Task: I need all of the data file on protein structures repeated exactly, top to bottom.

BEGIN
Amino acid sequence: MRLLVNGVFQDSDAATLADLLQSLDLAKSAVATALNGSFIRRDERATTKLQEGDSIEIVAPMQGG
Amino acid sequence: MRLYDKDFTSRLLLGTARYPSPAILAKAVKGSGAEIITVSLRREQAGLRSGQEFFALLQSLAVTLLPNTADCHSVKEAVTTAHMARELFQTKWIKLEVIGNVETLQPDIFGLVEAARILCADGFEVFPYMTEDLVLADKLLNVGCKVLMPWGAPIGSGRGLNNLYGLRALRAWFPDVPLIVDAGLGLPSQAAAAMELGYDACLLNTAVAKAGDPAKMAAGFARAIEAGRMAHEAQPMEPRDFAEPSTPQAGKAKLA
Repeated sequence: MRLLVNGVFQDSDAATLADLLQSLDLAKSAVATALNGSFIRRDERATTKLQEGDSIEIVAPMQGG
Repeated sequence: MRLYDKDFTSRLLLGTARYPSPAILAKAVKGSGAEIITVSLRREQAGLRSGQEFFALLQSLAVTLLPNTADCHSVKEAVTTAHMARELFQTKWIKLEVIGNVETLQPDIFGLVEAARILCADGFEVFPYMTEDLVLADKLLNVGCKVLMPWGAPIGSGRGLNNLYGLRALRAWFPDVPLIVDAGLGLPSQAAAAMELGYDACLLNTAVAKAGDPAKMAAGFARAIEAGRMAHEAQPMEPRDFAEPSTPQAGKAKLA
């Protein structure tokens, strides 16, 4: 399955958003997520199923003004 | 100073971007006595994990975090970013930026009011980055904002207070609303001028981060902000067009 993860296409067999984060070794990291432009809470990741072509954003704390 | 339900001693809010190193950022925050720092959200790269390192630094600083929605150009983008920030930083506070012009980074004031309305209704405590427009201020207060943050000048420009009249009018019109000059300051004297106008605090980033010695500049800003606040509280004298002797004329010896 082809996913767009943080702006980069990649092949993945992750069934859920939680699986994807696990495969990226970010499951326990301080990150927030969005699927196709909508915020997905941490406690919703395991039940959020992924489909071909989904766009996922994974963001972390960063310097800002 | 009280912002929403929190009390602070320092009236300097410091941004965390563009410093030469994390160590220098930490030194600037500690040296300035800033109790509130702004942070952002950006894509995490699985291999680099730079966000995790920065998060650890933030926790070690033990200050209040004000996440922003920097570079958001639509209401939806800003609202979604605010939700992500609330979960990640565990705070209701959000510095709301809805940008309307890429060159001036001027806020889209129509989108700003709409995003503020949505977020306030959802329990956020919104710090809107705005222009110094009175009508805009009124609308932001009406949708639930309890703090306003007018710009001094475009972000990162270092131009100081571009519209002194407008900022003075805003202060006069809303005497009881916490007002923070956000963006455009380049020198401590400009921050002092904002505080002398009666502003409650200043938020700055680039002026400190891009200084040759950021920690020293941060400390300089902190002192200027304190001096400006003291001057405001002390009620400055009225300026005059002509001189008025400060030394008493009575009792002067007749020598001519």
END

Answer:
Amino acid sequence: MRLLVNGVFQDSDAATLADLLQSLDLAKSAVATALNGSFIRRDERATTKLQEGDSIEIVAPMQGG
Amino acid sequence: MRLYDKDFTSRLLLGTARYPSPAILAKAVKGSGAEIITVSLRREQAGLRSGQEFFALLQSLAVTLLPNTADCHSVKEAVTTAHMARELFQTKWIKLEVIGNVETLQPDIFGLVEAARILCADGFEVFPYMTEDLVLADKLLNVGCKVLMPWGAPIGSGRGLNNLYGLRALRAWFPDVPLIVDAGLGLPSQAAAAMELGYDACLLNTAVAKAGDPAKMAAGFARAIEAGRMAHEAQPMEPRDFAEPSTPQAGKAKLA
Repeated sequence: MRLLVNGVFQDSDAATLADLLQSLDLAKSAVATALNGSFIRRDERATTKLQEGDSIEIVAPMQGG
Repeated sequence: MRLYDKDFTSRLLLGTARYPSPAILAKAVKGSGAEIITVSLRREQAGLRSGQEFFALLQSLAVTLLPNTADCHSVKEAVTTAHMARELFQTKWIKLEVIGNVETLQPDIFGLVEAARILCADGFEVFPYMTEDLVLADKLLNVGCKVLMPWGAPIGSGRGLNNLYGLRALRAWFPDVPLIVDAGLGLPSQAAAAMELGYDACLLNTAVAKAGDPAKMAAGFARAIEAGRMAHEAQPMEPRDFAEPSTPQAGKAKLA
């Protein structure tokens, strides 16, 4: 399955958003997520199923003004 | 100073971007006595994990975090970013930026009011980055904002207070609303001028981060902000067009 993860296409067999984060070794990291432009809470990741072509954003704390 | 339900001693809010190193950022925050720092959200790269390192630094600083929605150009983008920030930083506070012009980074004031309305209704405590427009201020207060943050000048420009009249009018019109000059300051004297106008605090980033010695500049800003606040509280004298002797004329010896 082809996913767009943080702006980069990649092949993945992750069934859920939680699986994807696990495969990226970010499951326990301080990150927030969005699927196709909508915020997905941490406690919703395991039940959020992924489909071909989904766009996922994974963001972390960063310097800002 | 009280912002929403929190009390602070320092009236300097410091941004965390563009410093030469994390160590220098930490030194600037500690040296300035800033109790509130702004942070952002950006894509995490699985291999680099730079966000995790920065998060650890933030926790070690033990200050209040004000996440922003920097570079958001639509209401939806800003609202979604605010939700992500609330979960990640565990705070209701959000510095709301809805940008309307890429060159001036001027806020889209129509989108700003709409995003503020949505977020306030959802329990956020919104710090809107705005222009110094009175009508805009009124609308932001009406949708639930309890703090306003007018710009001094475009972000990162270092131009100081571009519209002194407008900022003075805003202060006069809303005497009881916490007002923070956000963006455009380049020198401590400009921050002092904002505080002398009666502003409650200043938020700055680039002026400190891009200084040759950021920690020293941060400390300089902190002192200027304190001096400006003291001057405001002390009620400055009225300026005059002509001189008025400060030394008493009575009792002067007749020598001519």